Before SARDA began managing the island, Wu said it was like the uninhabited “backyard” of Cheung Chau. It also contains the grave of a British captain’s wife who died at sea in 1845.
Wu gives credit to JB Hollinrake (a superintendent from 1972-1990) for defining the peculiar flavor of the architecture, which appears a surreal hodgepodge of classic Western and Chinese influences.
The late Princess Diana of Wales even visited Shek Kwu Chau twice while in Hong Kong. Wu says he believes the princess’ parents had some relation to Hollinrake’s family. A free standing archway, with plaques and photos on either side, commemorates her visit near the sculpture garden.
Wu laments that no drug rehab facilities are comparable to Shek Kwu Chau in Hong Kong or abroad. He once visited Bath in England just to see their ancient Roman baths. “I think ours are more spectacular,” he says with a big grin. He knows the island’s kitsch is only part of Shek Kwu Chau’s irreplaceable formula for success.
“You are a free man on the island,” he beams. “Unlike other rehab facilities — where the client will be locked up in a building, here, you can walk along the trail, or go to other houses to visit. This is a community, and it would be very difficult to find a replacement.”
We continue driving and stop at the buildings nearest to where the incinerator island would appear.
Laundry is hung up outside a small white-washed dormitory building. A herd of goats is rummaging for scraps. Some of the men come outside to say hello.
Samuel, a 35-year-old from Mei Foo, says he has four months left on the island. “It’s not good to destroy the environment here. It’s hard to find air as fresh as this.”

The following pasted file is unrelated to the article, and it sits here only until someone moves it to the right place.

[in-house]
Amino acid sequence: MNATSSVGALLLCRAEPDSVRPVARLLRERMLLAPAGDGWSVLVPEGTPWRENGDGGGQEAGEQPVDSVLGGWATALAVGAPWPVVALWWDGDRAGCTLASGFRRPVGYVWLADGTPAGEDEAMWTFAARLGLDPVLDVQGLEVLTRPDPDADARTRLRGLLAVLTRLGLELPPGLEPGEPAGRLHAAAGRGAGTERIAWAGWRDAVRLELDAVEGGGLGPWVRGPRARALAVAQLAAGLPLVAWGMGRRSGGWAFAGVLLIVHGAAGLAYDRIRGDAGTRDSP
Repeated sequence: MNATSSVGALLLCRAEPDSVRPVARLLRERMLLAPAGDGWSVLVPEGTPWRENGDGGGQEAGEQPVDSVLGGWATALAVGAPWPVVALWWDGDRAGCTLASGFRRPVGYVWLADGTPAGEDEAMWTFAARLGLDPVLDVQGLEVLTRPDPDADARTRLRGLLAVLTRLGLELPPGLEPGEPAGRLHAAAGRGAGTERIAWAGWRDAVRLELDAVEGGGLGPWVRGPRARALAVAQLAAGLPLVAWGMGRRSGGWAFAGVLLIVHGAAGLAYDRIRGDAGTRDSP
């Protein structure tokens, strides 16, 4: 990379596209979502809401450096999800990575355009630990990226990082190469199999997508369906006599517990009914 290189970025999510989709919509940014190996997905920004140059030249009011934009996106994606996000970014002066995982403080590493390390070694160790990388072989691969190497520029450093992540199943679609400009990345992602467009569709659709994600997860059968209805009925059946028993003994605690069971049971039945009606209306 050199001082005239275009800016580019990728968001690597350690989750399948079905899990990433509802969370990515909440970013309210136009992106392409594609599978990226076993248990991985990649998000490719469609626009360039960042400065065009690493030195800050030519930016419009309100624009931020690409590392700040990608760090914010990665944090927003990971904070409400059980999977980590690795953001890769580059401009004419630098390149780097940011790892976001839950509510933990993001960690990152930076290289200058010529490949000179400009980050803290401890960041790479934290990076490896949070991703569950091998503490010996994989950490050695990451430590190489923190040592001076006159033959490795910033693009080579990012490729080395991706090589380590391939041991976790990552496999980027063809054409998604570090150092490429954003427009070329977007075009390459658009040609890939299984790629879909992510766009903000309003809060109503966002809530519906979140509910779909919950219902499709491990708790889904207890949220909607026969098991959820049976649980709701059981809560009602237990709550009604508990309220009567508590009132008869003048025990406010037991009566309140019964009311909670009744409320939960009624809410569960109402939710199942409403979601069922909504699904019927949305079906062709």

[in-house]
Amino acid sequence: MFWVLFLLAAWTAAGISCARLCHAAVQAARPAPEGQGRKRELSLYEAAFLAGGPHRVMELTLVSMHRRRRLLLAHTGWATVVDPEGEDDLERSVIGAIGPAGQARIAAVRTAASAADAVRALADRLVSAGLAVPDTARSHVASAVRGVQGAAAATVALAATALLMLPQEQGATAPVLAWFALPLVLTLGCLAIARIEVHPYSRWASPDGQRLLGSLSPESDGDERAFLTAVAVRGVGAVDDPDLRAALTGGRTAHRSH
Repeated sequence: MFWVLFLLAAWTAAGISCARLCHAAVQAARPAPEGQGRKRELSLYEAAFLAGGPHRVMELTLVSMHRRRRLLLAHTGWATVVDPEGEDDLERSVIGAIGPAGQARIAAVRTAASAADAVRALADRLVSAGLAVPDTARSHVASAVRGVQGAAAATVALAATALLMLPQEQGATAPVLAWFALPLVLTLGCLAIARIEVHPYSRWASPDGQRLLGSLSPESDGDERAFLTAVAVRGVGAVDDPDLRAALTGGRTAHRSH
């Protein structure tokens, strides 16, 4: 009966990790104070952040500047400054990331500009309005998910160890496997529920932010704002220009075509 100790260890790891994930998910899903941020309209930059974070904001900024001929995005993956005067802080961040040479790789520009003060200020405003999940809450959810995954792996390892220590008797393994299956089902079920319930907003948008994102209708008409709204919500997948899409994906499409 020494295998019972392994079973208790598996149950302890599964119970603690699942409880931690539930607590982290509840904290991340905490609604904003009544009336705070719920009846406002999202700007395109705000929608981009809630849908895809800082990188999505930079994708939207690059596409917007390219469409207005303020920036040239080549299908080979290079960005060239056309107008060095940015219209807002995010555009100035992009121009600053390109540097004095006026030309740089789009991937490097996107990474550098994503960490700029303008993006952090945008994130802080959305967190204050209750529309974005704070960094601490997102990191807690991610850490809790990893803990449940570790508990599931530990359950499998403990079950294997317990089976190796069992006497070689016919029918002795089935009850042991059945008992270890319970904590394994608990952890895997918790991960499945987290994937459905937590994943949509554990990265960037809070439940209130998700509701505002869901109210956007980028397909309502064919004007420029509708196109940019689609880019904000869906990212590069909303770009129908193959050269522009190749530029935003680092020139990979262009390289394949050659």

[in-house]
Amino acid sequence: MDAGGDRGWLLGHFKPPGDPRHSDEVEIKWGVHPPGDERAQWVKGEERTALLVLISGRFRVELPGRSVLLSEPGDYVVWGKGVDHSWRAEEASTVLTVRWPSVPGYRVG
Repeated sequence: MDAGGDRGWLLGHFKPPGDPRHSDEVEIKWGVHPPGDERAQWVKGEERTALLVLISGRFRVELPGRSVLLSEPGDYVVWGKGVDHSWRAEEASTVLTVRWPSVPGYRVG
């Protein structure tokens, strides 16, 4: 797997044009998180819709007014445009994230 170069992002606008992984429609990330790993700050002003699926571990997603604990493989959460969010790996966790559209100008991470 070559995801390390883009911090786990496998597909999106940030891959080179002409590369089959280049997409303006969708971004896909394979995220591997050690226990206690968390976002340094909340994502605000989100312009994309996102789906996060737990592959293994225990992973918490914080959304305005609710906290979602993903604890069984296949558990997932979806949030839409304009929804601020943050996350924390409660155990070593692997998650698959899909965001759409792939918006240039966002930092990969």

Williams points at some small boats and construction workers. “That drilling platform is doing a seabed exploration ready for the incinerator island.” The ocean opens before us. The Soko Islands appear small on the horizon.
The EPD proposed a 300-acre marine reserve across the waters to mitigate the loss of porpoise habitat. He wonders if the artificial island construction and subsequent waste-laden barge traffic would have already ruined the area for the marine mammals.
Wu is interested in conserving the local natural environment, but his professional obligation is ensuring the center maintains its ability to rehabilitate drug addicts.
SARDA has served as custodian of Shek Kwu Chau for half a century. He says they don’t have any plans to abandon their work on the island now.
He drives us down the mountain and we board a ferry headed back to Cheung Chau. The boat departs, and after a moment, the remote island has shrunk back onto the horizon, off-limits once again.
24 Aug 2012